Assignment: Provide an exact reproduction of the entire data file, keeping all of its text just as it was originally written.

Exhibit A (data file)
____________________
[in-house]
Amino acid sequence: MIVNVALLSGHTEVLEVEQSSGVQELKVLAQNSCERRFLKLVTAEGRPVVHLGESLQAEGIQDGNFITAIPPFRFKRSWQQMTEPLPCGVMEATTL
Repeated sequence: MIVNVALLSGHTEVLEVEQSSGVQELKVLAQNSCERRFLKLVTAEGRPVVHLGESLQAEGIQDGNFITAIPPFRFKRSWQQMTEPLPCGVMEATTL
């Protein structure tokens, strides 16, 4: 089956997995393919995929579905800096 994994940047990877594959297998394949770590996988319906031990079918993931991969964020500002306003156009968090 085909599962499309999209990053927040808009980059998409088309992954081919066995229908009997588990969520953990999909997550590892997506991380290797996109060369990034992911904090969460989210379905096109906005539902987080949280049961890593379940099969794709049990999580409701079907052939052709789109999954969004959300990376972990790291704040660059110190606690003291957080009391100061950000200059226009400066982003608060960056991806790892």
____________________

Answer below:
[in-house]
Amino acid sequence: MIVNVALLSGHTEVLEVEQSSGVQELKVLAQNSCERRFLKLVTAEGRPVVHLGESLQAEGIQDGNFITAIPPFRFKRSWQQMTEPLPCGVMEATTL
Repeated sequence: MIVNVALLSGHTEVLEVEQSSGVQELKVLAQNSCERRFLKLVTAEGRPVVHLGESLQAEGIQDGNFITAIPPFRFKRSWQQMTEPLPCGVMEATTL
């Protein structure tokens, strides 16, 4: 089956997995393919995929579905800096 994994940047990877594959297998394949770590996988319906031990079918993931991969964020500002306003156009968090 085909599962499309999209990053927040808009980059998409088309992954081919066995229908009997588990969520953990999909997550590892997506991380290797996109060369990034992911904090969460989210379905096109906005539902987080949280049961890593379940099969794709049990999580409701079907052939052709789109999954969004959300990376972990790291704040660059110190606690003291957080009391100061950000200059226009400066982003608060960056991806790892």